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A Trove of Rarely Seen Photographs of Revolutionary Black Women

A Trove of Rarely Seen Photographs of Revolutionary Black Women

Jean Weisinger spent much of the 1990s capturing intimate portraits of revolutionary Black women — Audre Lorde, Alice Walker, Angela Davis, and Assata Shakur among them — and impromptu photographs of people she met in her travels across the United States. Almost none of the artist’s work made its way into museum collections or gallery exhibitions, but from the tiny Alice Austen House in Staten Island, Executive Director Victoria Munro has spent the past two and a half years developing Weisinger’s unrevealed photographs and meticulously documenting the histories behind each one of them. Progress Towards Freedom and Love, on view through August 31, showcases Weisinger’s formidable body of portraiture — and finally tells the photographer’s story.

“I absolutely believed in her, and from the few images I had seen, I knew that there was so much more to uncover,” Munro told Hyperallergic. The director first learned about Weisinger while curating a photography exhibition around Audre Lorde — the writer and theorist who, among other pivotal societal contributions, challenged the White-centric and one-takes-all approach of second-wave feminism. Lorde had been one of Weisinger’s subjects, and Munro began a years-long quest to shine a light on the artist.

Taken as a whole, the images of Weisinger, herself a Black lesbian woman, tell the story of activism in the 1990s. The multifaceted movement — aimed at ending the tyranny of capitalism, creating inclusive feminism, stopping HIV/AIDS mortality, advocating for community-focused aid, and more — was largely centered near San Francisco. Weisinger lived in Oakland — in a home she described as having a big porch, Meyer lemon trees, and a vegetable garden — where she would host Sunday brunches for her neighbors and fellow community members. The artist’s interest in the world also extended beyond her own front porch, and Weisinger traveled the country to participate in talks and festivals hosted and attended by people she admired.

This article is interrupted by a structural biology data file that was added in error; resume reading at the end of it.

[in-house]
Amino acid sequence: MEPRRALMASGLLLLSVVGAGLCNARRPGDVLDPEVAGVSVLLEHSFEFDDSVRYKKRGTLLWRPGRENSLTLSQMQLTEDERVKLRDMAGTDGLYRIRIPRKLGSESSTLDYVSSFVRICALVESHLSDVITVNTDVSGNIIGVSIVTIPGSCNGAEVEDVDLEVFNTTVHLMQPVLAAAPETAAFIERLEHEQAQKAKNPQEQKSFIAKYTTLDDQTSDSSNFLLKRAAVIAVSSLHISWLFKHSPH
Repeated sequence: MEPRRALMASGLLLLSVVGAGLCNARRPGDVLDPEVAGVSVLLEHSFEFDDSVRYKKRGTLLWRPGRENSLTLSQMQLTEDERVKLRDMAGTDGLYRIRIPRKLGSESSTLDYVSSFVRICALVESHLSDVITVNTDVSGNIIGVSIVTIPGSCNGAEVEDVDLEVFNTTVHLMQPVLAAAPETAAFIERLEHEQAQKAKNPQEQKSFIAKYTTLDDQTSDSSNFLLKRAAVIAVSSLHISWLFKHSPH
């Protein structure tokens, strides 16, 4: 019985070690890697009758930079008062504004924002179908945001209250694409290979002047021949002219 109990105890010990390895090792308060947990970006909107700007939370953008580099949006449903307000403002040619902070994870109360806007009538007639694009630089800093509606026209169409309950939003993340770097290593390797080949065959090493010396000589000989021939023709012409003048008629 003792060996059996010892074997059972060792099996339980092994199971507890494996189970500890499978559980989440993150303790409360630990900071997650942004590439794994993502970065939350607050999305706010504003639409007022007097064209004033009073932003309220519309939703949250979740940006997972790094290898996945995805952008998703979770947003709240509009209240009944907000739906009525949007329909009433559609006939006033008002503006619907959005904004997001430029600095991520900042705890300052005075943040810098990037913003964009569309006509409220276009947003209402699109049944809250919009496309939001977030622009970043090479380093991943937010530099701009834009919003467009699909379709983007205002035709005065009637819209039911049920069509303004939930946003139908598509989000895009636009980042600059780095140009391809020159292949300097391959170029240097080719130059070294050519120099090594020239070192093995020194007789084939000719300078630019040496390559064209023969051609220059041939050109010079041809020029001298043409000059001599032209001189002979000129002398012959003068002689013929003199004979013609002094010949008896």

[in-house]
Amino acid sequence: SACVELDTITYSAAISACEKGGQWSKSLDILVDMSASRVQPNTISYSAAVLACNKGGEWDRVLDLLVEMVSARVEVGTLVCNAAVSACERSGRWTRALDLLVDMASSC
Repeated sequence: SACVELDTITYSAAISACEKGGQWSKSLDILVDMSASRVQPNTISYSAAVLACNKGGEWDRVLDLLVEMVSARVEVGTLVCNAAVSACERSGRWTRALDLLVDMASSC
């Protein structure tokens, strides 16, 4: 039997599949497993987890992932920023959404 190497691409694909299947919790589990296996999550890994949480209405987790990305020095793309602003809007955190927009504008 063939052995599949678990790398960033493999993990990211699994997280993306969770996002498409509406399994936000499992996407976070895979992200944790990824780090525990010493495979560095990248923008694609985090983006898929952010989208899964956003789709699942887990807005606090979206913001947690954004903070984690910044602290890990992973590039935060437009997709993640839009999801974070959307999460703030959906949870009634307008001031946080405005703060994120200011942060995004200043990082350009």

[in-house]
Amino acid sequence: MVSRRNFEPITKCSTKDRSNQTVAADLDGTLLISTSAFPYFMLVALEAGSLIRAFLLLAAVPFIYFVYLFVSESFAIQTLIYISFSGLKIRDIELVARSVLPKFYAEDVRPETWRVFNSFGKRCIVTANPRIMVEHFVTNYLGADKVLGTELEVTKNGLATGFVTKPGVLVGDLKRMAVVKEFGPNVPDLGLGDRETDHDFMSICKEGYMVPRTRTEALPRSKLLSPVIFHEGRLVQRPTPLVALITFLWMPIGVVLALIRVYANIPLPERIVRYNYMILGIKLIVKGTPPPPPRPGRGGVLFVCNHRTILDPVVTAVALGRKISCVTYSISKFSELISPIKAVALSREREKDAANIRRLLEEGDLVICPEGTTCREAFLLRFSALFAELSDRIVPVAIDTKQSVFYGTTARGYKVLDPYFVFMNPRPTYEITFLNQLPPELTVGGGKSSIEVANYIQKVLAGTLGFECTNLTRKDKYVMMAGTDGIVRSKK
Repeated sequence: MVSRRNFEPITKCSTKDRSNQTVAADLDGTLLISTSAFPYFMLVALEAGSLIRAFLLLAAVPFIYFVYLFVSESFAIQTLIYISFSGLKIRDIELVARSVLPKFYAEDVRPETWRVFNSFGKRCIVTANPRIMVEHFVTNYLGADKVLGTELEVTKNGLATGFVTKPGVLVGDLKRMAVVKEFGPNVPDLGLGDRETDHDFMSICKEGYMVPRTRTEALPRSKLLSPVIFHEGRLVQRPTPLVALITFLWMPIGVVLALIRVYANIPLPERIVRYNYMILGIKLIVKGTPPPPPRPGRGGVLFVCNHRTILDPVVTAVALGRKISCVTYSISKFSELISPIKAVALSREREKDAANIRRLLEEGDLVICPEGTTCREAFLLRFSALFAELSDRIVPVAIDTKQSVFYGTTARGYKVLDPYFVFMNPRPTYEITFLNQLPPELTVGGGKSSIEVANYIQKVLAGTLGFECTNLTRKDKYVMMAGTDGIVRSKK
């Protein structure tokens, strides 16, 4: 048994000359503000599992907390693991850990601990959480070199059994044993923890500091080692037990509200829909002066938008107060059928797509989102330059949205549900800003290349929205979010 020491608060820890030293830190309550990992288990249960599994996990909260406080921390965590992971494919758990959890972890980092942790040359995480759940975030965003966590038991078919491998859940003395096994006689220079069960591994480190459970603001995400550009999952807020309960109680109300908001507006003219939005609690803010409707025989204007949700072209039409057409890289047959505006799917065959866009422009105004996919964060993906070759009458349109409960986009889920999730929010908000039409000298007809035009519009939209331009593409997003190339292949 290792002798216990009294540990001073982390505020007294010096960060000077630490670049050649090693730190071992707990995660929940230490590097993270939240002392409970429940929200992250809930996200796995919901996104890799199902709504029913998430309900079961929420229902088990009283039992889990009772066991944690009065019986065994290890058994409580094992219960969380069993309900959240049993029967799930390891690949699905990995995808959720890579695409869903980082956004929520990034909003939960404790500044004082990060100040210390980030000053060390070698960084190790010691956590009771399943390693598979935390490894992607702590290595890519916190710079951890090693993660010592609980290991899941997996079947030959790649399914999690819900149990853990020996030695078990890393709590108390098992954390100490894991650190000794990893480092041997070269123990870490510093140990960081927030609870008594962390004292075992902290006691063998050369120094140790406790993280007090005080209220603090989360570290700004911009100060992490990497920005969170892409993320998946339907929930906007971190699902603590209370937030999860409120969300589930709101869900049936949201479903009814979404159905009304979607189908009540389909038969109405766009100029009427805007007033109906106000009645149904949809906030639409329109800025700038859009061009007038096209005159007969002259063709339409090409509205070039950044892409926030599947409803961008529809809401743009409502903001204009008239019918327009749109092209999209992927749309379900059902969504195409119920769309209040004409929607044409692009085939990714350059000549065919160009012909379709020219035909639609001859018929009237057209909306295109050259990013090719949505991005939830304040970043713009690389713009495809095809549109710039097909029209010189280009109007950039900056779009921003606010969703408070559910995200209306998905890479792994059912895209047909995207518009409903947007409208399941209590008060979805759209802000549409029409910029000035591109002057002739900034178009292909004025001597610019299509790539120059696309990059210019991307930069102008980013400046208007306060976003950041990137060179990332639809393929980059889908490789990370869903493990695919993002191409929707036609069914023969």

Munro began with phone calls to Weisinger, now 70 years old, spending hours on the line as the photographer divulged the stories behind her portraits. Hearing Weisinger talk about these histories was what made Munro want to pursue the project. After over a year on the phone, Munro realized she’d have to travel to Weisinger’s house near San Francisco to finalize the exhibition. Weisinger had been staying with family in Chicago, where she receives treatment for chronic asthma, and flew back to meet Munro.

When the curator arrived, she founds boxes of photographs that had never been developed. Munro held the negatives up to a window to choose what she wanted to include in the show, then brought her selections back to New York to have them scanned and printed. All of the works in the exhibition are from this recent batch, although a few portraits — such as those of Alice Walker and Angela Davis — had been printed and distributed before. Weisinger estimates the trove contains around 250,000 photographs.